Nurses' Perceptions of Complementary and Alternative Medical Therapies
 
   

Nurses' Perceptions of Complementary
and Alternative Medical Therapies

This section is compiled by Frank M. Painter, D.C.
Send all comments or additions to:
   Frankp@chiro.org
 
   

FROM:   Journal of Community Health 2001 (Jun);   26 (3):   175-189

Per Gunnar Brolinson
Sports Care & Welltrack, Toledo Hospital, Toledo, OH 43606

James H. Price
Department of Public Health and Rehabilitative Services, University of Toledo, Toledo, OH

Marcia Ditmyer
Department of Public Health and Rehabilitative Services, University of Toledo, Toledo, OH

Deb Reis
Toledo Hospital, Toledo, OH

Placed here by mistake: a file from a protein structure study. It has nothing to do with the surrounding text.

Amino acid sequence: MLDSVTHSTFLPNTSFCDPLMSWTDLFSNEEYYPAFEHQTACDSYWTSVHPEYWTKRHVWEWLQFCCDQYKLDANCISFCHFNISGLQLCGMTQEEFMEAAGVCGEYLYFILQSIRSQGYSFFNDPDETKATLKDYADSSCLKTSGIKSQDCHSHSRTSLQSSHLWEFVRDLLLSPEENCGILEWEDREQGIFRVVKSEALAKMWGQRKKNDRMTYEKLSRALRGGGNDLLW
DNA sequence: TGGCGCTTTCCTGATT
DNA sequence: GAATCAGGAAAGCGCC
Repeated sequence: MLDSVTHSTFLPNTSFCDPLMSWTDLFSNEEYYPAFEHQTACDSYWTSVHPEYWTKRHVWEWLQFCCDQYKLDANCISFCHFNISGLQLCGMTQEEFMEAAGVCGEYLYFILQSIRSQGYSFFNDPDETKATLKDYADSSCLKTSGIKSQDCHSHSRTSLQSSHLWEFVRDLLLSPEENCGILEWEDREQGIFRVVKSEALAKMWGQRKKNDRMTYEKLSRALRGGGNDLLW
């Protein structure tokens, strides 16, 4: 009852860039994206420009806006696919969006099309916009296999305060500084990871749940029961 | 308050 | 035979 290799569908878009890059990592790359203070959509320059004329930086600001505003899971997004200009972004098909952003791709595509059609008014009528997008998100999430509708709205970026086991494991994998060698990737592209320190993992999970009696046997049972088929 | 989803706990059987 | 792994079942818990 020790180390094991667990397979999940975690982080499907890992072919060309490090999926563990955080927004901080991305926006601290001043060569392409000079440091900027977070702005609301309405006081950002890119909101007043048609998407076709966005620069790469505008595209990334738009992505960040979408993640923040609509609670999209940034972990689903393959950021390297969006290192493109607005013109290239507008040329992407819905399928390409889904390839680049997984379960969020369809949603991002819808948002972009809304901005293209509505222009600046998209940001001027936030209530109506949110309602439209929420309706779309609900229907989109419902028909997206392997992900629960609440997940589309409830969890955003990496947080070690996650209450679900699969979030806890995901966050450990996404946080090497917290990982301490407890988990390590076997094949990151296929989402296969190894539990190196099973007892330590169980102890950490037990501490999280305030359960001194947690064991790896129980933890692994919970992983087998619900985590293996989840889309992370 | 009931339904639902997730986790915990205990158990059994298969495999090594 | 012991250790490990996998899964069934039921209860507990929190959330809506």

The purpose of this study was to identify the perceptions of nurses toward the effectiveness and safety, as well as their recommendations for and personal use of complementary and alternative medical therapies. A random sample of 1000 nurses throughout the United States were surveyed using a three-wave mailing. About half of the respondents perceived there was conclusive evidence or preponderance of evidence that five therapies were effective: biofeedback, chiropractic, meditation/relaxation, multi-vitamins, and massage therapy. The same amount of nurses also perceived five therapies as definitely safe: hypnotherapy, chiropractic, acupressure, acupuncture, and healing touch. However, the nurses were most likely to recommend (regularly or periodically) four therapies: multivitamins, massage, meditation/relaxation, and pastoral/spiritual counseling. The vast majority (79%) of nurses perceived their professional preparation in this area to be fair or poor.


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